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Willi Donnell Smith Edit Profile

Fashion designer

Willi Donnell Smith, American fashion designer. Recipient Coty award, 1983, Cutty Sark award, 1986; named Designer of Year, International Mannequins, 1978. Member League in Aid for Crippled Children, Bedford Stuyvesant Children's Association.

Background

Smith was born in Philadelphia, Pennsylvania, and studied commercial art at Mastbaum Technical High School and attended Philadelphia College of Art for fashion illustration.

Education

Student, Philadelphia College Art, 1962-1965;student, Parsons School Design, New York Citystudent, New York University, 1965-1969.

Career

His company Williwear Ltd. sold $25 million worth of clothing a year. He then moved to New York to go to Parsons The New School for Design, the art and design college of The New School university. In 1967, Smith quit Parsons to pursue a career designing on his own.

In 1969 he designed a label for Digits, a sportswear company. Smith continued to design and in 1976 he went into business with Laurie Mallet and called the company "Williwear." Smith also designed the uniforms for the workers on Christo's 1985 wrapping of the Pont Neuf bridge in Paris and clothes for Spike Lee's film School Daze (1987). Smith worked with many other designers and artists during his time at Williwear including Antthony Mark Hankins, James Mischka, Julia Santos-Solomon, Jon Coffelt, John Bartlett and Andre Walker among many others.

Smith partnered with Jhane Barnes on some of his earlier shows. Smith was the costume designer for "Secret Pastures" which premiered at Brooklyn Academy of Music's Next Wave Festival in 1984, one of Bill T. Jones/Arnie Zane Dance Company's first major works. Smith died in 1987 after contracting shigella and pneumonia while on a trip to India, apparently as a result of AIDS. It is suspected that Smith himself did not know he had the disease, although those around him knew he was fragile in his last days.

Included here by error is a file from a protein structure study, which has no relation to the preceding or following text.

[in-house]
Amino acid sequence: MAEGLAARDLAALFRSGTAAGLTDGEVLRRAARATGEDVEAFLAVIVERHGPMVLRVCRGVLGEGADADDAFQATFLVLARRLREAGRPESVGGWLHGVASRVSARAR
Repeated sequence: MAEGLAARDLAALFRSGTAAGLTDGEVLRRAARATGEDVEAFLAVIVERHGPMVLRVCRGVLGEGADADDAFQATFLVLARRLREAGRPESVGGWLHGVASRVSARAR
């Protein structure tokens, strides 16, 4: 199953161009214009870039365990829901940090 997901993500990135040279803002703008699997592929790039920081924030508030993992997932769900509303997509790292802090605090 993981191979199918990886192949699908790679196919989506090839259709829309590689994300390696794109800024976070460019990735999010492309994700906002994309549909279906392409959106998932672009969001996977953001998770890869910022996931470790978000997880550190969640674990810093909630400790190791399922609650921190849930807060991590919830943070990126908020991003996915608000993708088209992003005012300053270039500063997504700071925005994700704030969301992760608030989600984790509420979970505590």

Most thought it was just that Smith had pushed himself so hard, being such a perfectionist with his work. John Bartlett, who was working at the time of Smith's untimely death, took over design operations and remained until 1993. Smith, who was openly gay, has a panel in the original NAMES Project AIDS Memorial Quilt and is also lamented in a poem Speak: A Poem for the Millennium March by Keith Boykin, read by its author for the Millennium March on Washington for Equality on April 29, 2000.

Achievements

  • Smith earned two scholarships to attend Parsons School of Design in 1965. In 1994 he won an American Fashion Critics' Coty Award for women's fashion. Smith won a Cutty Sark Award for Men's Fashion in 1985. He was honored with a bronze plaque for Fashion Walk of Fame along Seventh Avenue in 2000-2002.

Works

  • Other Work

    • Sketcher, Bobbie Brooks, New York City, 1969, designer, Digits, New York City, 1969-1975, designer, vice president, Willi Wear, Limited, New York City, 1976-1987, also London. Designer patterns for, McCall's Company, furniture for, Kroll Associates, textiles for Bedford Stuyvesant Workshop.

Membership

Member League in Aid for Crippled Children, Bedford Stuyvesant Children's Association.

Connections

father:
Willie Lee Smith

mother:
June Eileen (Bush) Smith